The summit theme was ‘NEXUS’, with discussions focussed on solutions for global challenges pertaining to water, food, good health
The Department of Science and Technology, Government of India, along with CII organised the India-Netherlands Technology Summit in New Delhi recently, marking 25 years of the summit. The central theme of the summit was ‘NEXUS’, with discussions focussed on co-creating innovative solutions for global challenges pertaining to water, food and good health.
The Technology Summit served as a forum for showcasing opportunities for Indo-Dutch collaboration across key areas as well as for highlighting fruitful cooperation on topics pertaining to the public good.
Together, the two countries have made strides in addressing societal challenges and leveraging technology towards creating a better future. One of the key areas of joint efforts has been tackling Antimicrobial Resistance (AMR) through a ‘One Health’ approach, and the Summit featured dedicated sessions on this. AMR is a multi-faceted challenge, with drivers going beyond mere overuse or misuse of antibiotics in humans and animals. That is why the ‘One Health’ approach also looks at environmental factors that contribute to the AMR burden, including inadequately treated effluent from pharmaceutical manufacturing units, run-off from poultry farms, slaughter houses, and liquid waste from hospitals.
Compared to other countries in the European Union, resistance rates are particularly low in the Netherlands, primarily because of early adoption of the ‘One Health’ approach, which aims to combat AMR holistically in the healthcare system, in animals, in food and in the environment through coordinated action.
The Global Action Plan on AMR outlines five strategic priorities for action, and the Indian National Action Plan on AMR (NAP-AMR) goes one step beyond and adds a sixth priority – Leadership and Collaborations – which covers international, national as well as state-level collaborations.
Frans Vlaar, Member, AMR Industry Alliance (Responsible Production and Consumption) and Vice President for Centrient Pharmaceuticals stated that, “This battle against AMR isn’t for governments to fight alone. The pharmaceutical industry has an important role to play in ensuring that both manufacturing and sale of antibiotics are done in a sustainable manner. The AMR Industry Alliance is a coalition of life-science industry players who have joined forces to curb antimicrobial resistance in four different areas: research and science, appropriate use, access and manufacturing.”
“India launched its National Action Plan on AMR (NAP-AMR) in April 2017 in line with the ‘One Health’ approach proposed in the Global Action Plan. Antimicrobial Resistance is a global public health challenge, and it is imperative that countries come together to jointly fight it. The Netherlands’ National Institute of Public Health and the Environment (RIVM), which advises the Government of Netherlands on AMR related matters, has also been working closely with the Indian Ministry of Health and Family Welfare. Our collaboration with the Netherlands has helped us learn from their experiences and success on AMR surveillance, and containment of resistance in the environment,” said Lav Aggarwal, Joint Secretary, Ministry of Health and Family Welfare, Government of India.
Bruno Bruins, Minister for Medical Care, Government of the Netherlands, who was present at the Summit, highlighted the urgency of combating AMR, stating that, “AMR is an international concern and we need to ensure the subject stays a top priority for governments. It is heartening to see that India has a dedicated National Action Plan on AMR, and RIVM and the Government of the Netherlands are happy to cooperate with India in furthering implementation of the plan, so that together we can create an on-ground change. For example, with the Memorandum of Understanding that was signed today between the Bengaluru-based CCAMP and the Dutch public-private partnership AMR-Global, will kick start India/Dutch collaboration in this field. As India is a major manufacturer and user of antimicrobials, the sustainable production and use of these life-saving drugs needs to be prioritised as part of the ‘One Health’ approach and this new collaboration between CCAMP and AMR-Global will help move this forward.”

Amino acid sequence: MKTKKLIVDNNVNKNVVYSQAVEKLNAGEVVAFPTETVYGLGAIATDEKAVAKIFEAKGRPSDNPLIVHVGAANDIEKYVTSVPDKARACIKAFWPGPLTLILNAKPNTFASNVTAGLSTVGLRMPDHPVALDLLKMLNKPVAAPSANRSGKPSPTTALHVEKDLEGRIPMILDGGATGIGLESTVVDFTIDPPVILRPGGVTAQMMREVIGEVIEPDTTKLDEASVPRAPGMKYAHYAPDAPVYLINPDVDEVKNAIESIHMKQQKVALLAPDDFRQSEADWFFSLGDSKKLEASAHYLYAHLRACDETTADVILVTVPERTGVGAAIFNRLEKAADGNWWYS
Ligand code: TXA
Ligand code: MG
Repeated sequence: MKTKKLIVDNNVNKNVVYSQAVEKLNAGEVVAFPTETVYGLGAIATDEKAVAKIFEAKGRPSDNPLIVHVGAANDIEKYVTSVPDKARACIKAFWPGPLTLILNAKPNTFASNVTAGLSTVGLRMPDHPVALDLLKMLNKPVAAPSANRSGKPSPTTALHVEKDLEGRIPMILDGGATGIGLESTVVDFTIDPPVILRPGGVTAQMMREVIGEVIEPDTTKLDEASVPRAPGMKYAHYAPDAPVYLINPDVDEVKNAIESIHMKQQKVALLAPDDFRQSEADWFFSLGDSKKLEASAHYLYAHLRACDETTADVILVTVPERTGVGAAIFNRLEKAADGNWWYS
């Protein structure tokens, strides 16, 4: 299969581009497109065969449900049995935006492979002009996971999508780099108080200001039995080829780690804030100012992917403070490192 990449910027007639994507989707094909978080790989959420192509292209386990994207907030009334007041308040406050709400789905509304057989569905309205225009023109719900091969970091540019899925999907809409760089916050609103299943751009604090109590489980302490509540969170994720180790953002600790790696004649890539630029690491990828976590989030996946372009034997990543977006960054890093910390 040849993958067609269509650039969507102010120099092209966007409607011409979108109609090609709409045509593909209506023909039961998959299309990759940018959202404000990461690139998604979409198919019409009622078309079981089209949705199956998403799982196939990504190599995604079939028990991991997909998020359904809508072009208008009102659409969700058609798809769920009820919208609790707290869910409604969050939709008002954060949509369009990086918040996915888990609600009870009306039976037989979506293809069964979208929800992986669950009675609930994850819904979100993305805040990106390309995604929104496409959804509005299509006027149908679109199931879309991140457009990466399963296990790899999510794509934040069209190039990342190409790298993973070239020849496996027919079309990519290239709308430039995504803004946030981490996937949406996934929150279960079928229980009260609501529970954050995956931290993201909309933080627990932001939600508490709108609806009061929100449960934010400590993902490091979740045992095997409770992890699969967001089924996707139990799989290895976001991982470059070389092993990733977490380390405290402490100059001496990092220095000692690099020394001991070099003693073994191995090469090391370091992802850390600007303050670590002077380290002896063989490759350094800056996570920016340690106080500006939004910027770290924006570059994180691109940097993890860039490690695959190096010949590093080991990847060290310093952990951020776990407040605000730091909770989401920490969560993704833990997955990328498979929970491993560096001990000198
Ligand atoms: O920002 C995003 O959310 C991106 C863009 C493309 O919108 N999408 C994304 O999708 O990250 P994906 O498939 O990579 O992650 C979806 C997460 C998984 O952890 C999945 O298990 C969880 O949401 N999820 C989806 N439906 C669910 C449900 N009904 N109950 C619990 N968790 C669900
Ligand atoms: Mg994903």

Dr Henk Bekedam, the WHO Representative to India, stated, “Antimicrobial resistance (AMR) has been identified as a global, regional and national priority for WHO. Integrated solutions are needed to address the complex, multi-factorial and multi-sectoral challenge posed by AMR. The ‘One Health’ approach involving all stakeholders from human health, animal health, agriculture, food and environment are critical in our battle against AMR. We are committed to strengthening collaboration on AMR, standardising surveillance, ensuring infection prevention and control, and antimicrobial stewardship towards containment of AMR. As the technical partner for the India-Netherlands collaborative project on AMR, WHO will support the analysis and dissemination of lessons learnt to help scale up interventions across India.”
“India remains committed to the fight against AMR, and we have made progress across various fronts in this regard. We are grateful for support from the Netherlands for the ongoing pilot study underway with them in the state of Andhra Pradesh, which we will be able to expand to other states. International cooperation is a key pillar of our NAP-AMR commitment, as the world does not have time to lose in containment of AMR and together, we stand stronger and better prepared,” said Dr Sujeet Singh, National Centre for Disease Control, Government of India.
In addition, to the Netherlands, India also has ongoing cooperation with the United Kingdom, Sweden, USA, Norway and Japan to promote and support research on various aspects of AMR and strengthen India’s surveillance capacities.